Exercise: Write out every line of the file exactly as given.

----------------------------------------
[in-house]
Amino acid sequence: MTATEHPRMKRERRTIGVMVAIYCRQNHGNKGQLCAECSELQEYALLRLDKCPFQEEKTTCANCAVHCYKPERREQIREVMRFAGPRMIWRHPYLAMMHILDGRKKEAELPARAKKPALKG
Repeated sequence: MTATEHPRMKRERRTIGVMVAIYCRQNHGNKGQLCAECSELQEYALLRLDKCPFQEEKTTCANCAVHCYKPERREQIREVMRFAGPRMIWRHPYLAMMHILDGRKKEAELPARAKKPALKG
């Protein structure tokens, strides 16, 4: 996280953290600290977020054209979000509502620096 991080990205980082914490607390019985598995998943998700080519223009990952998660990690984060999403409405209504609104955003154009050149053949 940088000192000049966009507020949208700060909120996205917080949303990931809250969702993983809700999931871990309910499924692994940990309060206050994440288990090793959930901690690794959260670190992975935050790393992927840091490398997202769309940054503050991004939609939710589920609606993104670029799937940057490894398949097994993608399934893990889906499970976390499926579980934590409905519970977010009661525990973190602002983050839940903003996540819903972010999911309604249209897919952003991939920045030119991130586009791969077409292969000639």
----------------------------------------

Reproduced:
[in-house]
Amino acid sequence: MTATEHPRMKRERRTIGVMVAIYCRQNHGNKGQLCAECSELQEYALLRLDKCPFQEEKTTCANCAVHCYKPERREQIREVMRFAGPRMIWRHPYLAMMHILDGRKKEAELPARAKKPALKG
Repeated sequence: MTATEHPRMKRERRTIGVMVAIYCRQNHGNKGQLCAECSELQEYALLRLDKCPFQEEKTTCANCAVHCYKPERREQIREVMRFAGPRMIWRHPYLAMMHILDGRKKEAELPARAKKPALKG
């Protein structure tokens, strides 16, 4: 996280953290600290977020054209979000509502620096 991080990205980082914490607390019985598995998943998700080519223009990952998660990690984060999403409405209504609104955003154009050149053949 940088000192000049966009507020949208700060909120996205917080949303990931809250969702993983809700999931871990309910499924692994940990309060206050994440288990090793959930901690690794959260670190992975935050790393992927840091490398997202769309940054503050991004939609939710589920609606993104670029799937940057490894398949097994993608399934893990889906499970976390499926579980934590409905519970977010009661525990973190602002983050839940903003996540819903972010999911309604249209897919952003991939920045030119991130586009791969077409292969000639």